Moving to the EU itself we see a French election which, like Brexit and Trump, may be closer than expected, and Marine Le Pen, President of the French National Front party, and a staunch anti-European Union advocate, may come to power, and force a referendum on if France should also leave the EU. Will we see a “Frexit” next?

Staying with the EU we also have an election in Germany in September this year, with Germany’s current Chancellor, Angela Merkel, likely to face stiff competition from the newly elected leader of the centre-left Social Democrats, Martin Schultz. Germany has been the leading backer of the European Central Bank (ECB) for some time now, which the majority of German’s are now questioning the sustainability of moving forward. Add to this that the German public, as with other member states of the EU, are quickly becoming less supportive of the open borders policy that is dictated by the members of the EU, and we can see that the chance of the German public voting for change may be high.

Lastly, we look to Japan to round out the “Wall of Worry”. The Bank of Japan (BoJ) has continued to pump unprecedented levels of stimulus into their economy via quantitative easing. At present they are pumping in just under US$100 billion of new capital per month in an effort to keep interest rates low and increase inflation in their economy. They have confirmed that they will support the bond market by purchasing Japanese bonds to keep the 10-year Japanese bond rate at 0%, and have also supported the share market via investing directly into it and buying shares to support and increase share prices. This has led to the BoJ now owning more than 50% of the Nikkei exchange traded fund (ETF) market.

Quantitative Easing Since 2008

Quant Easing

Source: DB Global Markets Research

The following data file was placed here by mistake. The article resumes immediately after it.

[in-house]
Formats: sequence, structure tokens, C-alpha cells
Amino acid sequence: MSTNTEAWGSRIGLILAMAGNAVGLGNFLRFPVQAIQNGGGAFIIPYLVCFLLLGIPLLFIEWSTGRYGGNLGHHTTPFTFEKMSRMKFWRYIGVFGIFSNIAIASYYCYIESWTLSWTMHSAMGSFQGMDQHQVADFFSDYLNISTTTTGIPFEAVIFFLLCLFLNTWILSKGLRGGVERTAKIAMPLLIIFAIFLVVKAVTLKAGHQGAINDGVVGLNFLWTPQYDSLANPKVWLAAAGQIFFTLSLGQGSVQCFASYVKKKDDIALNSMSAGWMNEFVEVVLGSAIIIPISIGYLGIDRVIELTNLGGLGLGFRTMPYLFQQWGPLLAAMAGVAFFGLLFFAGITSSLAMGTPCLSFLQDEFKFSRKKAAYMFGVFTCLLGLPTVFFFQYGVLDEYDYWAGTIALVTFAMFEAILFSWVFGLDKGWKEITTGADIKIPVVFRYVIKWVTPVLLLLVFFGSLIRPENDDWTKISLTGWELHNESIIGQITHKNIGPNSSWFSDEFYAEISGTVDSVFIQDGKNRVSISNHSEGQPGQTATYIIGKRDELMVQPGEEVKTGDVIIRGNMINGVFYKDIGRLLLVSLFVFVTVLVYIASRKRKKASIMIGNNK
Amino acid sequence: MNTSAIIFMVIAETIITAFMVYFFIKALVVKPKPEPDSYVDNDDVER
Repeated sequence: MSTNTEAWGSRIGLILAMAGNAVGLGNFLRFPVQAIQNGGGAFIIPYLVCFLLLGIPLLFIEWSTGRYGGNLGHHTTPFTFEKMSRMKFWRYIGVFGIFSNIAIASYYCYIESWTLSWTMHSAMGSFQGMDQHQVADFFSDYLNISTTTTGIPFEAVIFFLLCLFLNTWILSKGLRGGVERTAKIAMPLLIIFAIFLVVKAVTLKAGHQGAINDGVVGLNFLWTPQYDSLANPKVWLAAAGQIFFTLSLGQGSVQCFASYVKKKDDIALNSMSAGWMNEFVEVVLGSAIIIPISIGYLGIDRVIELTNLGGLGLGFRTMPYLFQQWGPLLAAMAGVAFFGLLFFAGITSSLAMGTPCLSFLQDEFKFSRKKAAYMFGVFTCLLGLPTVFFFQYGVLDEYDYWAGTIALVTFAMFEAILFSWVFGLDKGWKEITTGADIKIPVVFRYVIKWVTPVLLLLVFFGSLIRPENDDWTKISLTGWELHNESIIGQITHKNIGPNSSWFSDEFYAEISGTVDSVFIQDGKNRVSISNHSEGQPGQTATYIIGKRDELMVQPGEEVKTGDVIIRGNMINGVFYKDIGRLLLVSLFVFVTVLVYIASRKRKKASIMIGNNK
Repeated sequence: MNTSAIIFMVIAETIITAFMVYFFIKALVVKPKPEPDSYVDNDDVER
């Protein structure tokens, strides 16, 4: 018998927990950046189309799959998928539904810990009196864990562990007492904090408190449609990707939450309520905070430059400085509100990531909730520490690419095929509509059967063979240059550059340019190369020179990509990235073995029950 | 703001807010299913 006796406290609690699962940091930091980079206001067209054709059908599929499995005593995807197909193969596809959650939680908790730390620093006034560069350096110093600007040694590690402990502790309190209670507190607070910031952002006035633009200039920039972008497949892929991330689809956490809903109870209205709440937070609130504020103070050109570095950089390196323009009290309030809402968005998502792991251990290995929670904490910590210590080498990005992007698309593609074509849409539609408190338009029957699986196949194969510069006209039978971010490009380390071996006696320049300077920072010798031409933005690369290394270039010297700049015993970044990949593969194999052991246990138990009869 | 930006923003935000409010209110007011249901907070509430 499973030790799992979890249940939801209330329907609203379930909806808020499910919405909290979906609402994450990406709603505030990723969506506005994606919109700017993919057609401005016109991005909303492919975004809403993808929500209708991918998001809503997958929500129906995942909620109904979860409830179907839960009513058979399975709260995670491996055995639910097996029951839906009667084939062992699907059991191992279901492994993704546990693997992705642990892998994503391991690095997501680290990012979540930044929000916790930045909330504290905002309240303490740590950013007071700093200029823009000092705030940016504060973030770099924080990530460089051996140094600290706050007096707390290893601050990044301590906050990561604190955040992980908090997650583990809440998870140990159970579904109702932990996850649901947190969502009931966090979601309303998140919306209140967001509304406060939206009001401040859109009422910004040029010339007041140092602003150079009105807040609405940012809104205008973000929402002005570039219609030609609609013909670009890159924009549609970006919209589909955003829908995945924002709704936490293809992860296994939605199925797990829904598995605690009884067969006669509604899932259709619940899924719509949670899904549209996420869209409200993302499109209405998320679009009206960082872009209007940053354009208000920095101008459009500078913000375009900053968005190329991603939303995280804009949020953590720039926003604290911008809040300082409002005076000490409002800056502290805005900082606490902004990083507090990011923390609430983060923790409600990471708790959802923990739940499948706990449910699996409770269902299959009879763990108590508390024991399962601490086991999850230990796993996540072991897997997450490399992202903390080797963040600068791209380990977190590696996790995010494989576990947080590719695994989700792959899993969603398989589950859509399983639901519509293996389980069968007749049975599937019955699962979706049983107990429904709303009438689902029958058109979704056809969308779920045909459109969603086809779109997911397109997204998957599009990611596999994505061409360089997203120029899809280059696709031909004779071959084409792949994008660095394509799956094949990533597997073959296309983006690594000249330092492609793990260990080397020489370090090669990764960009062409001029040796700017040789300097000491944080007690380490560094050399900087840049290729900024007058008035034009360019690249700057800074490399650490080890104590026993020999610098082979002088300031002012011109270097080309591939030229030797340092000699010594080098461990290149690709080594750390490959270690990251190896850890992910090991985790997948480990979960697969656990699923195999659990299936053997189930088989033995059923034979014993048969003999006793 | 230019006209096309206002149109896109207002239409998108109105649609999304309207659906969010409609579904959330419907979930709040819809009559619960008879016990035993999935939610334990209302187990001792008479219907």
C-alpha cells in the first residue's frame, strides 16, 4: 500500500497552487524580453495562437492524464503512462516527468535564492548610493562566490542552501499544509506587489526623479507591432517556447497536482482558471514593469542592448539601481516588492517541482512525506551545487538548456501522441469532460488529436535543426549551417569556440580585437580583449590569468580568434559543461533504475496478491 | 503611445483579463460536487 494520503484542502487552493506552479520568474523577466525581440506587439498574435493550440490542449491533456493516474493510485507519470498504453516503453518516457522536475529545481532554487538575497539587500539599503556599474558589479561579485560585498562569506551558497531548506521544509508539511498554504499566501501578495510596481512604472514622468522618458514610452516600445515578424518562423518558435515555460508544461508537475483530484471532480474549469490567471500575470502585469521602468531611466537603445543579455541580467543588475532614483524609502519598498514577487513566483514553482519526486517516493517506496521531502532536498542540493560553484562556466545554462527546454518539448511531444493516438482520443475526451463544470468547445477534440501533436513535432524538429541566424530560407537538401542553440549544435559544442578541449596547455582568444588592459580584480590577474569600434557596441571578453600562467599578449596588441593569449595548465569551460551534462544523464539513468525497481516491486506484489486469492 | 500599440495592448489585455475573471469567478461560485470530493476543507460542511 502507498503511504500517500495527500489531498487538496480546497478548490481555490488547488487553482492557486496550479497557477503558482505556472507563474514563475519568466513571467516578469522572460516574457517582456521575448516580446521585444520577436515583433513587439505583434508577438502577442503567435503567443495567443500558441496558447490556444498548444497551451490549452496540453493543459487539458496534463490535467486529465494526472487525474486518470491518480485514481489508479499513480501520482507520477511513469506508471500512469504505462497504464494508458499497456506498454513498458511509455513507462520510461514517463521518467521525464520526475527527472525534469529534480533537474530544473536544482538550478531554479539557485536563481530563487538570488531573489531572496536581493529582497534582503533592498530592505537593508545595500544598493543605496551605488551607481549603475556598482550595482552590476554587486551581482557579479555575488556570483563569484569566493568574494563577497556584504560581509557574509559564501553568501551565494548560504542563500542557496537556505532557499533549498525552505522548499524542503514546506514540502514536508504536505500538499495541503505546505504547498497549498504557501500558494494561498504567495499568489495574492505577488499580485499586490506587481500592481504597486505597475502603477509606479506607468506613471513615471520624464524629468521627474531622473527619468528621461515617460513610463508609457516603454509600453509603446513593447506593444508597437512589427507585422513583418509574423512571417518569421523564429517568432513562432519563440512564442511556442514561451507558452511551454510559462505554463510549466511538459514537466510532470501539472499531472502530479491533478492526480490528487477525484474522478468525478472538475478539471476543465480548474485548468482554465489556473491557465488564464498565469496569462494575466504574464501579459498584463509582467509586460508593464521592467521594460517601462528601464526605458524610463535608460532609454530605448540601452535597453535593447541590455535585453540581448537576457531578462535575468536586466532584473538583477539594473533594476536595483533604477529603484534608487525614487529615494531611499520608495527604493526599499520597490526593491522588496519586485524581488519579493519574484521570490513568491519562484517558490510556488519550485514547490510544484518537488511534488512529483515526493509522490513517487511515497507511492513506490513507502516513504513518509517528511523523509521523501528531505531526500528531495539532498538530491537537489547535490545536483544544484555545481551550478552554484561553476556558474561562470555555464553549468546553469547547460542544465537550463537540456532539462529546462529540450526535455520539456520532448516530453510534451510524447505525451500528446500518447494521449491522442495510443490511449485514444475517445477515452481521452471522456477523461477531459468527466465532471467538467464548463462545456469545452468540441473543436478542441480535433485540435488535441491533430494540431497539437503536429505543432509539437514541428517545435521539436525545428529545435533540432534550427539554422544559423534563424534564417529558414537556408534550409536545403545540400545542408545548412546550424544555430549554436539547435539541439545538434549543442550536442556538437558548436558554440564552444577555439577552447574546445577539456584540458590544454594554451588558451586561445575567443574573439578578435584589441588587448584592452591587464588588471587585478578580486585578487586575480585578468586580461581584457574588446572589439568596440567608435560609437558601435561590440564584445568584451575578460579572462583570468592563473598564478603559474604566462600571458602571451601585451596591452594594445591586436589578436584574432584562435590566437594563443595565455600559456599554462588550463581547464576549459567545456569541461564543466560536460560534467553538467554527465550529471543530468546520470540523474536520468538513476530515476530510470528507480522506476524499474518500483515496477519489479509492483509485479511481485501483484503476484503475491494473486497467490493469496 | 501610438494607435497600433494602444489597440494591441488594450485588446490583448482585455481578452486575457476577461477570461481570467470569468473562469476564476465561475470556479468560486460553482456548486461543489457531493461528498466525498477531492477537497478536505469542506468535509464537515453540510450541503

BoJ ETFs

Source: Inv Trust Ass, BoJ, Haver Analytics, DB Global Markets Research

These are a few of examples of the bricks that make up the wall of worry that the markets are currently climbing. We continue to watch this unfold with building concern for the markets, and continue to recommend clients maintain conservative positioning in their portfolios, and use managers that can move to protect their clients from any dramatic downside movement.

 

Will 2017 be the year of the correction?

No one knows the answer to this question, and just as there are reasons not to invest there are reasons to stay invested. We are seeing a lot of positive data out of the US and Europe with unemployment rates falling, deflationary concerns diminishing and the volatility index staying at low levels not seen since 2006.

We are also seeing accelerating growth globally, as shown below with the Purchasing Managers Index showing that the world is growing well. The PMI index shows if an economy is in growth or contraction, with a result above 50 meaning the economy is growing and below 50 meaning contraction.

Manu PMI

Source: IHSM, JPM, Haver Analytics, DB Global Markets Research

VIX

6-month global index performance – ending 31st January 2017

markets table

Source: FE Analytics, Craigs IP Research